I had the honor of speaking with both Brad Bernstein, the film’s director and writer, and Rick Cikowski, the film’s lead editor and lead animator. Both men expressed their love for Tomi Ungerer and provide insight into the making of this impressive documentary, distributed by First Run Features.
For me, I can appreciate what happened to Tomi Ungerer when I look at the iconic poster he created for “Doctor Strangelove.” That poster, much like his “Black Power, White Power” poster are forever part of one’s psyche. And yet, in America, Ungerer’s work in children’s books is not widely known today. That work is just as powerful and was just as well known in its day, as anything else he has created. Thanks to Phaidon, we have many of his great works being reprinted in the United States. But, for decades, it was as if he’d been wiped out of memory in America. How could that be? That is a big part of the fascinating story that unfolds in this documentary.
Tomi Ungerer is a great talent and, for a man who has had a lifelong battle with fear, he is a most courageous man. For someone who grew up under the horror of the Nazis, and went on to conquer the world of illustration in its heydey in New York City, that alone is remarkable. But going that far out, wasn’t far enough for Ungerer.
“Far Out Isn’t Far Enough” brings together a seamless narrative boiling down numerous hours of interviews with Tomi Ungerer, Jules Feiffer, the late great Maurice Sendak, as well as other notable figures like art director and critic Steven Heller. Throughout the film you are treated to very deftly purposed animation that strikes the right cord, whether humorous or somber.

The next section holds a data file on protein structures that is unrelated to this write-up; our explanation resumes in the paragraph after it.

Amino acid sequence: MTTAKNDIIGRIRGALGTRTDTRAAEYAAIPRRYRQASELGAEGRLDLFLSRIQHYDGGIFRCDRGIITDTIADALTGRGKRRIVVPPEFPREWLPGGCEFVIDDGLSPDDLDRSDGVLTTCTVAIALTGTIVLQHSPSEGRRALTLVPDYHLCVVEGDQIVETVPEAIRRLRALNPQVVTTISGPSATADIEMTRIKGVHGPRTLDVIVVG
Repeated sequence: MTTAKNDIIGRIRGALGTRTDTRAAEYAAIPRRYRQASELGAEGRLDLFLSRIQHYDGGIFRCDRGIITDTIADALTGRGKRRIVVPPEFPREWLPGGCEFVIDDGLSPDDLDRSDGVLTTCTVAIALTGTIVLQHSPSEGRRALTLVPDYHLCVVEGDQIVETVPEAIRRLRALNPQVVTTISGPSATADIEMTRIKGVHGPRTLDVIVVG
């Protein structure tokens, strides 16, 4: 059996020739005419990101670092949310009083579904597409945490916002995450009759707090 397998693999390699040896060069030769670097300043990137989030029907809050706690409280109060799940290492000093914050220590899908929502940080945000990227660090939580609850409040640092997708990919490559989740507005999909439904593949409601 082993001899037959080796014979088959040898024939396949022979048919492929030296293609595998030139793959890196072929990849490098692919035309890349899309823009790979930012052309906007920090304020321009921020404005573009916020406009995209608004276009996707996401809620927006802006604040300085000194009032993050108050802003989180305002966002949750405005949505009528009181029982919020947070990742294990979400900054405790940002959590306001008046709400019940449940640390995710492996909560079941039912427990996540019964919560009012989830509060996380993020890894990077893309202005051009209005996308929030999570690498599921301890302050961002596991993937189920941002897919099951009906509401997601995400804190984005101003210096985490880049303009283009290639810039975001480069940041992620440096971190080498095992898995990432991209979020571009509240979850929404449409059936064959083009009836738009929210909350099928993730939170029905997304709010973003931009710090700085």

As Brad Bernstein explains, the initial attraction to Tomi Ungerer was his spirited expressions like, “Far Out Isn’t Far Enough.” That really says it all. Ungerer is a man who speaks his mind and does it quite well. His life and work are a testament to a strong will and this documentary honors that spirit very well.
You can listen to the interview with Brad Bernstein and Rick Cikowski by clicking the link below:
And, as the say, tell your friends and spread the word about this documentary. You can visit the official site here and also follow on Facebook and Twitter.
Filed under Art, Art books, Children's Books, Design, Documentaries, Erotica, Illustration, movies, pop culture, Protest, Social Commentary, Tomi Ungerer
Tagged as 1960s, academy award nominations, Art, arts, Children's Books, Design, Documentaries, Entertainment, Erotica, Illustration, Movies, nazi germany, New York City, Pop Culture, Posters, Protest, Publishing, Tomi Ungerer